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All Bonaventure Reads book highlights environment

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By Tate M. Slaven

Staff Writer

After reviewing three dozen contenders over a six-month period of time, the 2013 All Bonaventure Reads book has been chosen.  This year, “Full Body Burden,” a memoir by Kristen Iversen, won over the committee.

Jean Ehman, director of the Teaching and Learning Center and chair of the All Bonaventure Reads (ABR) committee, collaborates with nine other committee members to choose the ABR book annually.

“We have an ABR committee Moodle site on which committee members can comment on ABR suggestions and read samples,” Ehman said. “Those samples that net positive reactions are read in their entirety by committee members.”

“Full Body Burden” shines light on environmental awareness. Iverson tells a story not only about her life, but also about the history of Rocky Flats, Colo. and the secrets that were being hidden from the outside world.  The book is also themed around alcoholism, family problems and also making the decision of speaking out or remaining silent.

According to Ehman, the 2012 ABR author, Neil White, mentioned Iversen’s book when he was on campus in September. This year, the race was close and the committee was forced to carefully evaluate which book would best suit the Bonaventure community. According to ABR committee member Chris Brown, the committee saw that the great things about each book were very different.

“In the end, we chose the book we felt had more direct ties to the University 101 curriculum and also provided broader programming possibilities across the entire campus,” Brown said.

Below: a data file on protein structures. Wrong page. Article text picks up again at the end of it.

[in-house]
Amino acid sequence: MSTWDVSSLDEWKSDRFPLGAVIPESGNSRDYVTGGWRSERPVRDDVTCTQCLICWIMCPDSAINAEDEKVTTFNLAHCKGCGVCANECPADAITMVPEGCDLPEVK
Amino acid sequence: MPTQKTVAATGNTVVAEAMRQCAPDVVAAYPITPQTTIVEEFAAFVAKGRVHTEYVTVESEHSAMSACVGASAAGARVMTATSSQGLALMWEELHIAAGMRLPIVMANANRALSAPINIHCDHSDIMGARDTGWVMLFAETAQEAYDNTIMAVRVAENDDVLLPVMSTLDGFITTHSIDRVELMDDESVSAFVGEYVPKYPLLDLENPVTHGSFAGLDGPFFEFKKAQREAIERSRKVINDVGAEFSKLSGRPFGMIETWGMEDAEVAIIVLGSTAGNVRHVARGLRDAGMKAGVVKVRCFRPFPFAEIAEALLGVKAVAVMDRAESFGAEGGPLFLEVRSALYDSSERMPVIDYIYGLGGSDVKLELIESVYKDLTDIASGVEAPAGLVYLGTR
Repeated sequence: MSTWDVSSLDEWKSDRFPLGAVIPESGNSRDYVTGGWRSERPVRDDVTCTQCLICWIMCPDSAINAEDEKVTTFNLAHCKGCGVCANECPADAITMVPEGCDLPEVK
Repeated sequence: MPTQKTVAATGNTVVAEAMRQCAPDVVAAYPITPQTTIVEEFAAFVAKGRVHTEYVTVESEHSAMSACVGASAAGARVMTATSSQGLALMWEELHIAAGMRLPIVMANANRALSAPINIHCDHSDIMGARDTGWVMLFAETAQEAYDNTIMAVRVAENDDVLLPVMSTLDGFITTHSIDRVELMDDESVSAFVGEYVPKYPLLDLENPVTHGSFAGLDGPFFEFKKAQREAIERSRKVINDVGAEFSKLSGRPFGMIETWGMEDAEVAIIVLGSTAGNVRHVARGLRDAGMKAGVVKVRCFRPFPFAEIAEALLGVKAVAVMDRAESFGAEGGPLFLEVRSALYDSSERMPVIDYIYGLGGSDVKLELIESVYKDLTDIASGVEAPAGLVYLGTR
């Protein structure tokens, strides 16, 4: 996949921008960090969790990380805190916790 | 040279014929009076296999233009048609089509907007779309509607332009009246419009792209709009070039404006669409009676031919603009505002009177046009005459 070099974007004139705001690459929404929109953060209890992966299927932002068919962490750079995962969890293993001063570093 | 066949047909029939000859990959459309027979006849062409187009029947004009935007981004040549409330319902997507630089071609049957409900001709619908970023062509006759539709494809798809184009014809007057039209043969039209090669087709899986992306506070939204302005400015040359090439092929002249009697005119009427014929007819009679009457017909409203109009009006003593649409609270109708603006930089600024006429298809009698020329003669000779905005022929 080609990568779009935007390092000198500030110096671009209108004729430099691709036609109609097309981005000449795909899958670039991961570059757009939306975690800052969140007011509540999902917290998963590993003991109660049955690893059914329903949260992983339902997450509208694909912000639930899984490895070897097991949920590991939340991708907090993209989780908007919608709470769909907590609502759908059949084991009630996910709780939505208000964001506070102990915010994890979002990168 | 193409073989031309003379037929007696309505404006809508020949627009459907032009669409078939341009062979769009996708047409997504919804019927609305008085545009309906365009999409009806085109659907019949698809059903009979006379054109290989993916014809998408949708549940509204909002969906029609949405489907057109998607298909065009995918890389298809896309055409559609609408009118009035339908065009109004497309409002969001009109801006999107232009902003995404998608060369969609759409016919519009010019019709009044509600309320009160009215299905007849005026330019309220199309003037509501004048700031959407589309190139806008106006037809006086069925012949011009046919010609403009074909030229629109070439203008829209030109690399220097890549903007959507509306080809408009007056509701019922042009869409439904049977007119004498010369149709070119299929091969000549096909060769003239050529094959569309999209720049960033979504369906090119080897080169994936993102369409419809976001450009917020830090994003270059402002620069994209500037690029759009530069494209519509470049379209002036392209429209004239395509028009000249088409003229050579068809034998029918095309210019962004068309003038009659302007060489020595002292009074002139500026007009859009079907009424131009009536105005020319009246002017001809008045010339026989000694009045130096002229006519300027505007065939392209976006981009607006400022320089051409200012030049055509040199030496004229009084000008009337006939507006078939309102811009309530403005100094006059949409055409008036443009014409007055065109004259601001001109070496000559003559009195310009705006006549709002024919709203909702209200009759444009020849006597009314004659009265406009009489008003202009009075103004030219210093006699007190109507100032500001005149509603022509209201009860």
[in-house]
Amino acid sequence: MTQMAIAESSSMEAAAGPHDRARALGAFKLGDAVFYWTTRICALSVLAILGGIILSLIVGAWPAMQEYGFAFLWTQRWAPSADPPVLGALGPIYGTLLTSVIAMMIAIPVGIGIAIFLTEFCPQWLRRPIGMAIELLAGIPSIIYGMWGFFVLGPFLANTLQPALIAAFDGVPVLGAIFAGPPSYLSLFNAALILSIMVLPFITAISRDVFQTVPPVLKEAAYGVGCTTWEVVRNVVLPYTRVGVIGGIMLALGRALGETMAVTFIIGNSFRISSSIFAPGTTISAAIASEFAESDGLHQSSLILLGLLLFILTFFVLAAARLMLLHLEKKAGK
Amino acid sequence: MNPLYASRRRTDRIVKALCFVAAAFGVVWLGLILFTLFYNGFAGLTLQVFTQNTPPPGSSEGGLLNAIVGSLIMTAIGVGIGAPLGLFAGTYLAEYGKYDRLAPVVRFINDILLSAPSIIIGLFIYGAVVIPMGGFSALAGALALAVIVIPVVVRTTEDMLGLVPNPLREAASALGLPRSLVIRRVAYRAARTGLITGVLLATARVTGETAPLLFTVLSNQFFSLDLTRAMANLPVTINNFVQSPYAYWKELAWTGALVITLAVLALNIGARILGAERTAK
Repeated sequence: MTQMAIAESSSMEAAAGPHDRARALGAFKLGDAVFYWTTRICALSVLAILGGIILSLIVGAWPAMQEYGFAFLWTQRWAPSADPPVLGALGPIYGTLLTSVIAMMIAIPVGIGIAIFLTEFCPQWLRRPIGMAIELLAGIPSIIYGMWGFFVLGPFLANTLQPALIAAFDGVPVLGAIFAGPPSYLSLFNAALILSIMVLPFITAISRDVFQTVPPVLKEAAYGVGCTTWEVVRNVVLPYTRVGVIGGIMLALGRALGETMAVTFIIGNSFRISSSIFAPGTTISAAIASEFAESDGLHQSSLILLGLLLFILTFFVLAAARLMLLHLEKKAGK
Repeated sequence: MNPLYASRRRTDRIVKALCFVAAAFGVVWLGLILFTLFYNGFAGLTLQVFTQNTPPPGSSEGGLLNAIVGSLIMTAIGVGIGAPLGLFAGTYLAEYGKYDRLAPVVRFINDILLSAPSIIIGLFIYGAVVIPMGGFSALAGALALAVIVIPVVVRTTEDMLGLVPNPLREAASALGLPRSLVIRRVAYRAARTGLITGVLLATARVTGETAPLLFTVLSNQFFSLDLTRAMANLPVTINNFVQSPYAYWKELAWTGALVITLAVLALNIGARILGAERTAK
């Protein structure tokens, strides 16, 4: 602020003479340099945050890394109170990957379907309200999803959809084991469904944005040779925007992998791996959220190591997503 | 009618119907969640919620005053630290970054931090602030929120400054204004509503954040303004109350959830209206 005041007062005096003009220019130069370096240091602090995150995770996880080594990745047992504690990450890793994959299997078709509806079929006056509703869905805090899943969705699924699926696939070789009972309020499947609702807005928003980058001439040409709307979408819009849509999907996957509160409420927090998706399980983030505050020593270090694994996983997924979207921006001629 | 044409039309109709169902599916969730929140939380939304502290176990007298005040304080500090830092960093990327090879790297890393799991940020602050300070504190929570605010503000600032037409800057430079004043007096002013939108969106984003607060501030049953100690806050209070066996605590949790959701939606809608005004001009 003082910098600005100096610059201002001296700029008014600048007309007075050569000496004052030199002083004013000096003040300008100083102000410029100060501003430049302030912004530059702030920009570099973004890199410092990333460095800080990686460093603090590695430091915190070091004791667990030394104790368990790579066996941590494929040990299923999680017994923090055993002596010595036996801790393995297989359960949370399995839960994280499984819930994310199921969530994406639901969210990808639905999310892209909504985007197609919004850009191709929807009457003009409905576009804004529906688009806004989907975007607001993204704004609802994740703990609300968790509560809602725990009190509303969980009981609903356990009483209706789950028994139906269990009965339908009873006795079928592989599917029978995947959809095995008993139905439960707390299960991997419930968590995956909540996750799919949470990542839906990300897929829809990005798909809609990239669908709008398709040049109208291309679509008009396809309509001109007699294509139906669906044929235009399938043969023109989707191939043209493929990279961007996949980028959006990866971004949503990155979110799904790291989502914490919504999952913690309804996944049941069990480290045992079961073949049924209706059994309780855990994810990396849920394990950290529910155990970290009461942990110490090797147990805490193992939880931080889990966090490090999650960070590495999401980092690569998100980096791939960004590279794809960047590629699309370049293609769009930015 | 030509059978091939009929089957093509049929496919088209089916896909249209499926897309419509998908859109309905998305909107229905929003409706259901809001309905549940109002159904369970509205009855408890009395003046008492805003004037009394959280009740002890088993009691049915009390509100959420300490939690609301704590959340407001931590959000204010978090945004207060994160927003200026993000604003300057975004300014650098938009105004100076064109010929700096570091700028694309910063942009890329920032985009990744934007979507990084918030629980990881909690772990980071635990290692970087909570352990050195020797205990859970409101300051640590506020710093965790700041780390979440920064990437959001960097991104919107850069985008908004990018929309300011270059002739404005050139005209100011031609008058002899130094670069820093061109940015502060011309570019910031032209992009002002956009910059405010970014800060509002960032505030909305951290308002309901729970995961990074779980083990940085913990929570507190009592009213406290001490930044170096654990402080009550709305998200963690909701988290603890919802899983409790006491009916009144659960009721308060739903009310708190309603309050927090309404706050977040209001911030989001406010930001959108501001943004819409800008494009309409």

According to Ehman, Iverson will create a short video introduction of herself and the book, which will be shown to Bonaventure’s incoming freshman students at Orientation. First-year students will then be asked to indulge new word in the book and also complete an essay assignment from Michael Fischer, provost and vice president for Academic Affairs. “Full Body Burden” is worked into the University 101 curriculum, giving first-year students the chance to explore the book’s different themes alongside a professor.

“Iverson will be our guest on September 30 when she will address freshmen, campus members and community residents at an evening talk,” Ehman said. “She also plans to speak with students in freshman-level classes throughout the day.”

Programming suggestions from all of campus are welcomed.  Committee members also take time to brainstorm about programming, All Bonaventure Views and passport possibilities after graduation.

The ABR program allows first-year students to have an immediate connection upon their arrival to campus. It takes the time and dedication of these committee members, but it is just another way St. Bonaventure is committed to helping students become extraordinary.

“The ABR program is one of the most significant academic experiences in the First Year Experience program,” Brown said.

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